The Real Threat to Web Video

Web Television today exists as a vibrant and distinct medium because of the inherent neutrality of the internet. The freedom of expression and freedom of distribution that the content creator community as a whole experiences today is being threatened. Over the next few weeks, we’ll be exploring this issue in depth with the assistance of experts from the worlds of entertainment and policy. John Kosinski, Political Director for the Writers Guild of America, West, has written an enlightening overview of the ‘net neutrality’ issue which is at the core of this discussion.

Who Controls the Internet?

Don’t think of this as a silly question. Politicians will be answering this question very soon.

The corporations that provide Americans with Internet access, the major cable and telephone companies, have an aggressive plan to fundamentally change the way the Internet works. These companies would like to institute a system where they can decide what sites, content and applications Internet users can access and how they can access them, essentially killing ‘net neutrality,’ the founding principle of the Internet. I think it is time that politicians start hearing from every corner of the netroots community, including new media creators – who may have the most at stake.

A Primer

Today, Internet traffic flows from user to user without discrimination by any party in between — this is called ‘net neutrality.’ Users can chose what content they want to see without a service provider deciding what they can or can’t have access to. But, the cable and phone conglomerates — the same companies that provide Internet access to the largest swath of American Internet users — would like to alter this founding principle in the name of greater profiteering. For example, AT&T CEO Ed Whitacre put the fat in the fire when he floated the idea of charging websites to be seen by AT&T customers – in essence, charging websites for distribution. Then, cable company Comcast was caught blocking subscribers from accessing certain applications, then lied to their customers about it, until finally admitting that they were interfering with their customer’s Internet use. Whoops. Other examples abound.

And just as a new President, a new Congress and a new-and-improved Federal Communications Commission are poised to codify the Internet as neutral and expand upon the definition, the powerful cable and media companies are gearing up with an army of lobbyists to beat back any effort to keep the Internet free for creators.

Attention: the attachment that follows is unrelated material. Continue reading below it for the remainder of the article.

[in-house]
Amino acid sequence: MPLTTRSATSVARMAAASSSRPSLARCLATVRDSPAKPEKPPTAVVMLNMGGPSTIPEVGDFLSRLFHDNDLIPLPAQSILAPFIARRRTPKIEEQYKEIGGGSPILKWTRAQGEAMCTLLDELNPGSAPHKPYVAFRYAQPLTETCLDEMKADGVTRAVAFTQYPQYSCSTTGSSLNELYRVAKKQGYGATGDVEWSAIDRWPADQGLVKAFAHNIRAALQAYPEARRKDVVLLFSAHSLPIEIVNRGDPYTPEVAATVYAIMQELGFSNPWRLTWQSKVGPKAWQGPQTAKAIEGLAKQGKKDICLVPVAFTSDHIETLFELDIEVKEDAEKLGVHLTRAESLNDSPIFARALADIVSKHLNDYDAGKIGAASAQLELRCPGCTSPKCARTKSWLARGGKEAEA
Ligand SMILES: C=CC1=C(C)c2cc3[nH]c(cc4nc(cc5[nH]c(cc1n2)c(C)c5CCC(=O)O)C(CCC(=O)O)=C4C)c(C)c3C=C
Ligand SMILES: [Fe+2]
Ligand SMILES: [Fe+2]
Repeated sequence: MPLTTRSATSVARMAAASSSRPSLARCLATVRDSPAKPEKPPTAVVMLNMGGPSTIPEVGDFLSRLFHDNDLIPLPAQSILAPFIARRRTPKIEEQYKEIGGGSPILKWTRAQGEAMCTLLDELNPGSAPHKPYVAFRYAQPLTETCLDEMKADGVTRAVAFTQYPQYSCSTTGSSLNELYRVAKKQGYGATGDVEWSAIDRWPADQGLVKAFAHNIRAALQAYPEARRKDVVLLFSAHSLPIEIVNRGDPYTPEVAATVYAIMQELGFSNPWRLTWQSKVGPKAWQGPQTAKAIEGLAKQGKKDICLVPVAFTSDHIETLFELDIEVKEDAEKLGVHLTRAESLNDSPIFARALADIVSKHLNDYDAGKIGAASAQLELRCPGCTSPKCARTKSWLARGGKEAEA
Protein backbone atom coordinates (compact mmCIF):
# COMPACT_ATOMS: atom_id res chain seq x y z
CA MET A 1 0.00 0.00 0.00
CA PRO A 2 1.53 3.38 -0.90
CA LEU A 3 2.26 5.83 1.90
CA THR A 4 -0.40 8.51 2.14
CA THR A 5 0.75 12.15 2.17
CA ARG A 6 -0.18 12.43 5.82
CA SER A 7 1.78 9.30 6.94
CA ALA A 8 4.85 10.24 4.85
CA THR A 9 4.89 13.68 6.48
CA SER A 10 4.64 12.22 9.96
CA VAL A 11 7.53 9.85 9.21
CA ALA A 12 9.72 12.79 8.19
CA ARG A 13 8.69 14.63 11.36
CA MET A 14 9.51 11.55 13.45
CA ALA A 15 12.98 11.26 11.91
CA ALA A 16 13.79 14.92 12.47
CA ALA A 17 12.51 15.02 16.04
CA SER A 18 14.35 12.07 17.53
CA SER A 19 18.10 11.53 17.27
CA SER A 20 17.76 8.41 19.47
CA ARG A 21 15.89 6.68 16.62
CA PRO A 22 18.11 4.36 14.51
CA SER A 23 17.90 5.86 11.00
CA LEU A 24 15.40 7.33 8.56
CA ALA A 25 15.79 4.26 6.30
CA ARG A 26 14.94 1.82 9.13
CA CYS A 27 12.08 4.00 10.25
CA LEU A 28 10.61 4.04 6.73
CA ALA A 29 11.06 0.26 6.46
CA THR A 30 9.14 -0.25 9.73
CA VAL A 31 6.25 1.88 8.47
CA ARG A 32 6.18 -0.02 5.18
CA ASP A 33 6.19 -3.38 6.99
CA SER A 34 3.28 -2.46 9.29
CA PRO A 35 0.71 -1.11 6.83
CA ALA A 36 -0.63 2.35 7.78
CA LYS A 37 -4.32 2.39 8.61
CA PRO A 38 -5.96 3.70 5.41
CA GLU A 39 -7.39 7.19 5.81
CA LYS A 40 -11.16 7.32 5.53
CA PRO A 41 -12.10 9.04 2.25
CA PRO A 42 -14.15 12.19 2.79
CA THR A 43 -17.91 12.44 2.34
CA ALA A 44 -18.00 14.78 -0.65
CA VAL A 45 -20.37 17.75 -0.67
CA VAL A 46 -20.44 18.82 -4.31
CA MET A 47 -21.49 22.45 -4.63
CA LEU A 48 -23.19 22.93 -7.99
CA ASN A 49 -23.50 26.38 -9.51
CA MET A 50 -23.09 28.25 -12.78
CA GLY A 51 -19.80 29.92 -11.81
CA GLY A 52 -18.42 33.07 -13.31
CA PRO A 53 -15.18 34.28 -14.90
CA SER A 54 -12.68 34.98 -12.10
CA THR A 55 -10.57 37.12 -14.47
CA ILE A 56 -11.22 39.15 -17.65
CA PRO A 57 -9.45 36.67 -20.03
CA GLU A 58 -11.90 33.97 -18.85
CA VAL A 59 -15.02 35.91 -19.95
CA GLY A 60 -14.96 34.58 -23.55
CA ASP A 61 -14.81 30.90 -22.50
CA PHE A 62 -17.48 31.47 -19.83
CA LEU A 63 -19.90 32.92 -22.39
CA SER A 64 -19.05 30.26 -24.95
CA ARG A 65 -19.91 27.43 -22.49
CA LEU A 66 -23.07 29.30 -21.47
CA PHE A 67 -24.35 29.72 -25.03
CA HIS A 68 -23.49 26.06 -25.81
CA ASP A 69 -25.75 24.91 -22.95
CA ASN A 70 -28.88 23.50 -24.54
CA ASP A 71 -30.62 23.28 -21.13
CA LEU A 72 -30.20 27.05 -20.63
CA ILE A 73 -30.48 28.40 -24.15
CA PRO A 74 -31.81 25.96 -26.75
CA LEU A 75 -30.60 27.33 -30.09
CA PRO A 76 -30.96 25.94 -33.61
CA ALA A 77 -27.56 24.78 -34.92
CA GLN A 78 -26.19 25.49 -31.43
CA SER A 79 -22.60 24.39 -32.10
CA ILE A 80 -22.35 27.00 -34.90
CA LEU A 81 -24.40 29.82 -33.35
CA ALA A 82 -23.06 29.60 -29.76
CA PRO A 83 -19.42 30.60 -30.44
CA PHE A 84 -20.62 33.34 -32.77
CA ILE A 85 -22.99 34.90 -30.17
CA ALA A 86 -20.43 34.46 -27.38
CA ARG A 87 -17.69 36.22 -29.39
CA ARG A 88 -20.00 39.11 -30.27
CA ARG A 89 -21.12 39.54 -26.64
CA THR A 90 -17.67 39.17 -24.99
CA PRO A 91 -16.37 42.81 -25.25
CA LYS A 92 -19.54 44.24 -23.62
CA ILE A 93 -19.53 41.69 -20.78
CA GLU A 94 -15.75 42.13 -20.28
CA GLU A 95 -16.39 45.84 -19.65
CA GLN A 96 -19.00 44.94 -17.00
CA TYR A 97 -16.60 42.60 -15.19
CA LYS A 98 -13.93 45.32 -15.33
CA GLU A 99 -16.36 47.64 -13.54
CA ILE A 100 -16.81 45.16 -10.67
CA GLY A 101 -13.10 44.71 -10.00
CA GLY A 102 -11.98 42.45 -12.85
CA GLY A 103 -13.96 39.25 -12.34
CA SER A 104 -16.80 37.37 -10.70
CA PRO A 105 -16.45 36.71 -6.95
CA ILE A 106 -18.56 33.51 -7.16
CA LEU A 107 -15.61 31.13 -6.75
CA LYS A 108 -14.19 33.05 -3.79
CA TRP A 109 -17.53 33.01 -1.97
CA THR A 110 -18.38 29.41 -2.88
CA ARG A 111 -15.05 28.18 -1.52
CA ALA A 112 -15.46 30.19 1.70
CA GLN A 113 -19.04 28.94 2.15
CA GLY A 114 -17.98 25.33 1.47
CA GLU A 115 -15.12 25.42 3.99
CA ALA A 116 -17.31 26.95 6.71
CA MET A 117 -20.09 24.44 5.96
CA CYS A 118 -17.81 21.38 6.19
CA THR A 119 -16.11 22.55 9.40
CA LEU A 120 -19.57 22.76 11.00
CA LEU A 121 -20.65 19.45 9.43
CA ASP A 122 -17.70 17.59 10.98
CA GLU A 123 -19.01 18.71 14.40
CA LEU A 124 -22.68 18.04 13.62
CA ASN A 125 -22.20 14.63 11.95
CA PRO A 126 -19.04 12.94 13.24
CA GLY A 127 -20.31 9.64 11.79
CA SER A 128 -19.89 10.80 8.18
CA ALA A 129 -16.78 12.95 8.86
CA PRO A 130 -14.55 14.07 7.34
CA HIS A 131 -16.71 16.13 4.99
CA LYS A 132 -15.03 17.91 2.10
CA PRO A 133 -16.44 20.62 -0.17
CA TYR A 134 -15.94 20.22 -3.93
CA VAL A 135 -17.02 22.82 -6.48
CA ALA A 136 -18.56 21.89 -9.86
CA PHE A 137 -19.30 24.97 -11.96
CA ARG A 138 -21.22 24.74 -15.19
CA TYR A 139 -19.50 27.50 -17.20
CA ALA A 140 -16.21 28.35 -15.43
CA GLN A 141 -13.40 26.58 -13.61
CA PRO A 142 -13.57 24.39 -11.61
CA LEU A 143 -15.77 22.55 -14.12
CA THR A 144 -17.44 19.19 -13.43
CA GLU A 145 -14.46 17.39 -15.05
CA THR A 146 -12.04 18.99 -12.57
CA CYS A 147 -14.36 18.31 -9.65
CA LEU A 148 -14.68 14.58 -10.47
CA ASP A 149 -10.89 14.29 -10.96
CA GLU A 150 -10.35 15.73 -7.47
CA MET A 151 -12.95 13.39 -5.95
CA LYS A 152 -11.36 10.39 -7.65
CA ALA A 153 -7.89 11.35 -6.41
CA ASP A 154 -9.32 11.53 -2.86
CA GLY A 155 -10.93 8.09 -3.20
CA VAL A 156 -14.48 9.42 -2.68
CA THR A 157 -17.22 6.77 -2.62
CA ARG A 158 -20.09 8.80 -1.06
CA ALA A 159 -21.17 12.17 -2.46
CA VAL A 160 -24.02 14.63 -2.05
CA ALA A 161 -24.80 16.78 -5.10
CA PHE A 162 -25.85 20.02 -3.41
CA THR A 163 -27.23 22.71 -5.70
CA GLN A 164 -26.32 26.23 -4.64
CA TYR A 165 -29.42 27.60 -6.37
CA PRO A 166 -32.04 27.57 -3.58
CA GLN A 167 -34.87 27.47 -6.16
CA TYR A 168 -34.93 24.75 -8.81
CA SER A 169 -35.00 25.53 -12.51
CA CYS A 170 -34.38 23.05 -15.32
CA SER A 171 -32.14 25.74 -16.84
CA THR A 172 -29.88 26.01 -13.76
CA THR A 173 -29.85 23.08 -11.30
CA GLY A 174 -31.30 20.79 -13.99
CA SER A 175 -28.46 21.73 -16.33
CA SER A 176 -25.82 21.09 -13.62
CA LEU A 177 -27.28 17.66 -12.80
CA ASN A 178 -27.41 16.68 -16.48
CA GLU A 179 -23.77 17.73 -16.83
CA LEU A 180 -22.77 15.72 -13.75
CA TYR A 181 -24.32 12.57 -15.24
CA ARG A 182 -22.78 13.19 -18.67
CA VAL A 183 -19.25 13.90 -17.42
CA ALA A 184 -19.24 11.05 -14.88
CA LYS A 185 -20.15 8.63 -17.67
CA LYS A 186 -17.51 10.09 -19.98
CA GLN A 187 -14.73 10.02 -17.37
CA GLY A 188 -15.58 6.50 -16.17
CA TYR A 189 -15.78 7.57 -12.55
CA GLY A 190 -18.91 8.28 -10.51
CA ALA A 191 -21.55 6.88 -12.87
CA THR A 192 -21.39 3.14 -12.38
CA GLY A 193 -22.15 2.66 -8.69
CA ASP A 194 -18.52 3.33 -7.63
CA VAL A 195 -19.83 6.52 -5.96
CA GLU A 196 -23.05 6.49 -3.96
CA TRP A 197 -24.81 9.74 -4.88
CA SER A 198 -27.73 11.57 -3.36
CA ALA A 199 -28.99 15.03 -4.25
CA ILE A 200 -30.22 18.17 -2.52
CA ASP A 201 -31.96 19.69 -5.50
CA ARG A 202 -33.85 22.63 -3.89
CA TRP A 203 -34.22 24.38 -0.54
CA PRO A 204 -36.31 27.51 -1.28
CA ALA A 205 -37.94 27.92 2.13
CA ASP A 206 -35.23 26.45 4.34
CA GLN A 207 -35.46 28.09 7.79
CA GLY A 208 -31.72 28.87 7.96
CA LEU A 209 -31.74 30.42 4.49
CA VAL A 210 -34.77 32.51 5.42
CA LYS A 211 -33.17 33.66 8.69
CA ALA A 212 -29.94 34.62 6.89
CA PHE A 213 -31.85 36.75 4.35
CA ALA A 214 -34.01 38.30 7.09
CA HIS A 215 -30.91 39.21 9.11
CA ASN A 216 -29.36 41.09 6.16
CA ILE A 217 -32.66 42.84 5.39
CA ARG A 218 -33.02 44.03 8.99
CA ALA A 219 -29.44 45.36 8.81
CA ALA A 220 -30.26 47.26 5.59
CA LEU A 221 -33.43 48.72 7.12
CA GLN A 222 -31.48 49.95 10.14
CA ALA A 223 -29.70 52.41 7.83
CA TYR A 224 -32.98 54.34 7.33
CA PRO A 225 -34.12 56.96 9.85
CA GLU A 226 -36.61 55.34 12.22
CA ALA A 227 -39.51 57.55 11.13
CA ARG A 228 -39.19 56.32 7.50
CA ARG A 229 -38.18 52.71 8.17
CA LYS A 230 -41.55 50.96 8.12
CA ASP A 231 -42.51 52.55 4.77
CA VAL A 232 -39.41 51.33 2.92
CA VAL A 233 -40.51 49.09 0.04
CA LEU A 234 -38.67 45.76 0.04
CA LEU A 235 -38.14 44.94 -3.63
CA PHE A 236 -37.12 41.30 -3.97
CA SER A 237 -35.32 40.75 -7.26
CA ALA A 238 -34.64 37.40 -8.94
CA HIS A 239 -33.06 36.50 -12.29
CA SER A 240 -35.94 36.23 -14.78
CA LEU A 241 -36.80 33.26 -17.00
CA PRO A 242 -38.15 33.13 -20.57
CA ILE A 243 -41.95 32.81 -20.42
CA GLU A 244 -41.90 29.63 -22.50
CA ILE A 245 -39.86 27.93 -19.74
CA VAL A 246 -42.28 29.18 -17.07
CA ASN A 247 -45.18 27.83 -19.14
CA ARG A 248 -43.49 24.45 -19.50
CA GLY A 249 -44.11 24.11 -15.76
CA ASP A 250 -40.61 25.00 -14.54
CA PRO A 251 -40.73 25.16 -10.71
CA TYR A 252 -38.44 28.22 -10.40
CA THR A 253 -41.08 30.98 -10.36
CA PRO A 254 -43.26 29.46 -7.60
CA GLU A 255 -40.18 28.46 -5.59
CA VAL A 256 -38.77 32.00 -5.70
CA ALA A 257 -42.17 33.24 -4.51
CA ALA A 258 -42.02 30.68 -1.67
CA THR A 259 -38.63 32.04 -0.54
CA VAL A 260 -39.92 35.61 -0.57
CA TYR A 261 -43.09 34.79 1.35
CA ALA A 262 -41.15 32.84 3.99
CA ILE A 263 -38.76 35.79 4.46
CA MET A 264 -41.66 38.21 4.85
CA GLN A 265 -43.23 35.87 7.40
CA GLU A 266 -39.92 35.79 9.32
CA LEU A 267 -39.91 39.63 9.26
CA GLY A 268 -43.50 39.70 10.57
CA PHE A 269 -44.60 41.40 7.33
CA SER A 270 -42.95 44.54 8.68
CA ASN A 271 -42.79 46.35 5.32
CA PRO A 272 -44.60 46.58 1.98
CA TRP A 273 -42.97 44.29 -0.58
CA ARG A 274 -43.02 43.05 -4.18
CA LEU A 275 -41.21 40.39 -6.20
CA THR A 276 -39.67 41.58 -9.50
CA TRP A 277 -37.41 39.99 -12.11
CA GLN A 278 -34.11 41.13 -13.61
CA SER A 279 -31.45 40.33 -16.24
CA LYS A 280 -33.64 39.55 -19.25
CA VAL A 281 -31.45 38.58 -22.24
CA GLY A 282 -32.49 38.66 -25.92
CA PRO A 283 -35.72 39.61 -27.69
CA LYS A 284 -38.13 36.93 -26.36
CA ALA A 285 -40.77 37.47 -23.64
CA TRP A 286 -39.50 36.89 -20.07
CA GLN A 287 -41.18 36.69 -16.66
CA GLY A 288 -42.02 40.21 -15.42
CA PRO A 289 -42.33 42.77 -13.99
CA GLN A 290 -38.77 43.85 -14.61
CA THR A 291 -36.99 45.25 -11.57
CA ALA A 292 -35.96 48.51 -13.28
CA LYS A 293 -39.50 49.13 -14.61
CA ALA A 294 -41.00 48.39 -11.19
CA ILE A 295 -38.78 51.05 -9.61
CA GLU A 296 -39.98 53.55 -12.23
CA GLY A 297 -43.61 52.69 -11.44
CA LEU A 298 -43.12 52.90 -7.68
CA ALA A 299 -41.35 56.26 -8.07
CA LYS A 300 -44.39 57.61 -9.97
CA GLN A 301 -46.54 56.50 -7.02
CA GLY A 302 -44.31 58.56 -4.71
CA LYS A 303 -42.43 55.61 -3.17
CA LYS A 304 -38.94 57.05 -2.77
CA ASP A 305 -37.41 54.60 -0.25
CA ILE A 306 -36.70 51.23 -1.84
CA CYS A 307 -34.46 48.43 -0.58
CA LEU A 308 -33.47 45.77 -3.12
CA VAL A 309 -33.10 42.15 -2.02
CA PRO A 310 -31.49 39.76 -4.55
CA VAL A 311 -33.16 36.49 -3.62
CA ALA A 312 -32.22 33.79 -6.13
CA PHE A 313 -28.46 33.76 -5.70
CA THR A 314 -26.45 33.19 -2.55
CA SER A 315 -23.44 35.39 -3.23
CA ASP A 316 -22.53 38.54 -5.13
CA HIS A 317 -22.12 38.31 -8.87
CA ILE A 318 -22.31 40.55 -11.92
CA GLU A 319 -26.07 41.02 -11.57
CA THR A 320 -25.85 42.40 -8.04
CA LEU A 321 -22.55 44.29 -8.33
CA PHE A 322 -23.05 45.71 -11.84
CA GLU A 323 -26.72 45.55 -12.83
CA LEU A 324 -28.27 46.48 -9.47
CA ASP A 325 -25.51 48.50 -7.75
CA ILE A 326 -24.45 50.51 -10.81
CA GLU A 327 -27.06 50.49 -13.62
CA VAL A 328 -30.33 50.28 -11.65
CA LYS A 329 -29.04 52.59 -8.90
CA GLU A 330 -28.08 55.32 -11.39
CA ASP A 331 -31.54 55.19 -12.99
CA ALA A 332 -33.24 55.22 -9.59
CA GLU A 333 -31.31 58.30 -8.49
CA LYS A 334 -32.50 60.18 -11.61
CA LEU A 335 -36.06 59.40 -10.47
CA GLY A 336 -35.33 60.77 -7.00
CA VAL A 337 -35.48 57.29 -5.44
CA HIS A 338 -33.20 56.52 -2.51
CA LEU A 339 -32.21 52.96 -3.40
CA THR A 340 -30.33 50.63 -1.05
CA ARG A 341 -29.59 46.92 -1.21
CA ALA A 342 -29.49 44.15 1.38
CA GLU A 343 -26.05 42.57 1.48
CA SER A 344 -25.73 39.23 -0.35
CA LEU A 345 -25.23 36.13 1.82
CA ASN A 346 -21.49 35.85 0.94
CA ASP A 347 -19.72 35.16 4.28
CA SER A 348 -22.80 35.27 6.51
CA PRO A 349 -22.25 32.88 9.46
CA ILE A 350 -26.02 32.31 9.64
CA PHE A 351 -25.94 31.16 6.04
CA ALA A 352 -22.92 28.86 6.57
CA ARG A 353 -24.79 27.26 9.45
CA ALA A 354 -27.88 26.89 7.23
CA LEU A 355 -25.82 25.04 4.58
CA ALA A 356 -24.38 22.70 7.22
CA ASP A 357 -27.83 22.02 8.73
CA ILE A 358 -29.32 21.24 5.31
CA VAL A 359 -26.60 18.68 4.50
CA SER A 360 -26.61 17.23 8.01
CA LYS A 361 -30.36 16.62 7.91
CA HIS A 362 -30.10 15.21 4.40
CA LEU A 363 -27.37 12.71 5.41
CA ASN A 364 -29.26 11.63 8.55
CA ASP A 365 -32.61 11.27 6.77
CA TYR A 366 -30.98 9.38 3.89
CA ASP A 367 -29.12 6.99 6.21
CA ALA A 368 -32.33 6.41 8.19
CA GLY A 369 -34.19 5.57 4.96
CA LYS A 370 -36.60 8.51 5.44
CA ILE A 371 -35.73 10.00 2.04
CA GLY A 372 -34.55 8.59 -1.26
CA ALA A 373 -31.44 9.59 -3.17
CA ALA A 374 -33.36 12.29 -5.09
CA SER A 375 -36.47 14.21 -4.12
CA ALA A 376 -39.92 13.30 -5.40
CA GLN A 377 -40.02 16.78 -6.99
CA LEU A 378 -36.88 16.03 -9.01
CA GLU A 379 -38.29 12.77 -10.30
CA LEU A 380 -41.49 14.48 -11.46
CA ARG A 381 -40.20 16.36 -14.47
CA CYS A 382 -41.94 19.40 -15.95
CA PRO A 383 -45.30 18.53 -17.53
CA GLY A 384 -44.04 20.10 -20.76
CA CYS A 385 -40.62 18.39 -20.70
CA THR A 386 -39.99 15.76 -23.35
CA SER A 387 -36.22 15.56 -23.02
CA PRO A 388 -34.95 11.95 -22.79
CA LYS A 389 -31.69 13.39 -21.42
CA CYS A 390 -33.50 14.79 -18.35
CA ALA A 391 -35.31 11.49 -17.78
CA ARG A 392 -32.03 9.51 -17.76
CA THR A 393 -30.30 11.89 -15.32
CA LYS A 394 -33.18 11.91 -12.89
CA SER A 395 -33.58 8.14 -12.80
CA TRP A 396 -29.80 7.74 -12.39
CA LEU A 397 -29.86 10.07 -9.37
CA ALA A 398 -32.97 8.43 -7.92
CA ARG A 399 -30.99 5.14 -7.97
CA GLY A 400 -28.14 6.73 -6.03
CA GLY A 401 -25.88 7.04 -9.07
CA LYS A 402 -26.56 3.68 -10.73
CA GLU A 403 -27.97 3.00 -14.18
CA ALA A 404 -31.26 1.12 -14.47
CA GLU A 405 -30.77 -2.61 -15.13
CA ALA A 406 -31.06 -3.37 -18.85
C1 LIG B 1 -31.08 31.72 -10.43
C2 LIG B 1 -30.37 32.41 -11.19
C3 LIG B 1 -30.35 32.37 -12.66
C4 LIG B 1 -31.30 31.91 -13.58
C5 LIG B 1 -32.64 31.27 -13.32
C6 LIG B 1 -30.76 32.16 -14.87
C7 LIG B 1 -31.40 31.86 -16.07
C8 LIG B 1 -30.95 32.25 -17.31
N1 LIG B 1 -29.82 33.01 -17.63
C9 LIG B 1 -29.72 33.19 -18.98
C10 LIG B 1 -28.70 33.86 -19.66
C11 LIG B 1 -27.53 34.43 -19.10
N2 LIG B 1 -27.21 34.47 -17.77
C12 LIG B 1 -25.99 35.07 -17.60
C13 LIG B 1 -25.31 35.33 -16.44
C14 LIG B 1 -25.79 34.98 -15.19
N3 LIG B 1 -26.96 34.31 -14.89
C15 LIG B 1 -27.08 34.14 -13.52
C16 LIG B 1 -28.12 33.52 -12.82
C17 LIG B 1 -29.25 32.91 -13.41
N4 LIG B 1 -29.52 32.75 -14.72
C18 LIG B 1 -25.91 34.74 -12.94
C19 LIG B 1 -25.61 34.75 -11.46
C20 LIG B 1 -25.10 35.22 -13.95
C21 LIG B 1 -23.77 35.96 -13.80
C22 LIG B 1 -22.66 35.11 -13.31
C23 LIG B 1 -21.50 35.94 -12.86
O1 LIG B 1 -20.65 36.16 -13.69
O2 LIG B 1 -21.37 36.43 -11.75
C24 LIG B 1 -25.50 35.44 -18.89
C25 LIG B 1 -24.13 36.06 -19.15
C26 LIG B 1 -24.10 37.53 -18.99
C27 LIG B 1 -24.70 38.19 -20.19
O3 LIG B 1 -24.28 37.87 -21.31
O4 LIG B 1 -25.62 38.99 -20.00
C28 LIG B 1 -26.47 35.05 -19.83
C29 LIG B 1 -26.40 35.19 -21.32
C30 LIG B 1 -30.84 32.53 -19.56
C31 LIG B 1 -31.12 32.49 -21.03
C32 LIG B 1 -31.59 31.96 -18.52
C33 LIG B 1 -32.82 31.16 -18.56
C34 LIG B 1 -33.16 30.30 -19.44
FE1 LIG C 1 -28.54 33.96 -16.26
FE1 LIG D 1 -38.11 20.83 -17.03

Over the next few months, Congress is likely to debate legislation such as last year’s Internet Freedom and Preservation Act, that would make Net Neutrality the law of the land. And the FCC is in the midst of constructing a National Broadband Plan — an ambitious effort to improve America’s connectivity, increase broadband’s reach, and improve our country’s computer literacy. Already, big media is circling the wagons and using the National Broadband Plan to decry “government interference” in their business practices. But just a few weeks ago, President Obama recommitted his campaign promise to ensure the Internet remains free and neutral.

What You Can Do

In the coming weeks and months ahead, we will need an educated, creative community to speak out, loud and clear, to preserve the Internet’s neutrality. Politicians will need to hear from you about how important the openness of the Internet is to you and your business. The Internet has given rise to a whole new crop of creative entrepreneurs, but the future of independent, new media content creation relies upon keeping the Internet free from gatekeepers and free from the consolidated media companies that have consistently strengthened their control of traditional media outlets (radio, broadcast and cable TV). In other words, we have to win the fight for neutrality (pdf).

Here’s some things you can do.

  • Join a growing coalition of new media content creators working to raise our voices on public policy issues that affect our industry – especially keeping the Internet free and neutral.
  • The FCC is currently creating a National Broadband Plan (see above). Take a few minutes and tell the FCC why the Internet must remain free and neutral.
  • Join the mailing list for more information about events and mixers to talk about these kinds of political issues facing new media creators.

Elected officials will be deciding the Internet not only for future generations, but for the current generation of budding content producers. The decisions will have long and lasting impacts for all of us. We can win this struggle but we need content creators to speak out.

John Kosinski is a guest contributor to Tubefilter News and the Political Director for the Writers Guild of America, West. He will be keeping our community informed of public policy issues in the weeks and months ahead.

(Photo credit: Richard W. Baker)

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